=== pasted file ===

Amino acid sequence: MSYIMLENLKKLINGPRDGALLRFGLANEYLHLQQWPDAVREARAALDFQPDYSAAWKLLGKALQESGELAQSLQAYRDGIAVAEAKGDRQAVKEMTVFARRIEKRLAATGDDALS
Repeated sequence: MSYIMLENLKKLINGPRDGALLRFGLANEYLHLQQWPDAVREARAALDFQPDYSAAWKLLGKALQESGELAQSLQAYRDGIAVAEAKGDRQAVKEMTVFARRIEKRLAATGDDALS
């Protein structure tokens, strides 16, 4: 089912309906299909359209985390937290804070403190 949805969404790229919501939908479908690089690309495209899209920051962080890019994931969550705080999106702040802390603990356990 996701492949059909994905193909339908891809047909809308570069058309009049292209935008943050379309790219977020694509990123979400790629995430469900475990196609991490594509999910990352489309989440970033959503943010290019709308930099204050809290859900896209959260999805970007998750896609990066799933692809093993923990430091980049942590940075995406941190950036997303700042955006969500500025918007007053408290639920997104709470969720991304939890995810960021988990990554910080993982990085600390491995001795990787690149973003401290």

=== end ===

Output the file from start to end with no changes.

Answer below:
Amino acid sequence: MSYIMLENLKKLINGPRDGALLRFGLANEYLHLQQWPDAVREARAALDFQPDYSAAWKLLGKALQESGELAQSLQAYRDGIAVAEAKGDRQAVKEMTVFARRIEKRLAATGDDALS
Repeated sequence: MSYIMLENLKKLINGPRDGALLRFGLANEYLHLQQWPDAVREARAALDFQPDYSAAWKLLGKALQESGELAQSLQAYRDGIAVAEAKGDRQAVKEMTVFARRIEKRLAATGDDALS
């Protein structure tokens, strides 16, 4: 089912309906299909359209985390937290804070403190 949805969404790229919501939908479908690089690309495209899209920051962080890019994931969550705080999106702040802390603990356990 996701492949059909994905193909339908891809047909809308570069058309009049292209935008943050379309790219977020694509990123979400790629995430469900475990196609991490594509999910990352489309989440970033959503943010290019709308930099204050809290859900896209959260999805970007998750896609990066799933692809093993923990430091980049942590940075995406941190950036997303700042955006969500500025918007007053408290639920997104709470969720991304939890995810960021988990990554910080993982990085600390491995001795990787690149973003401290």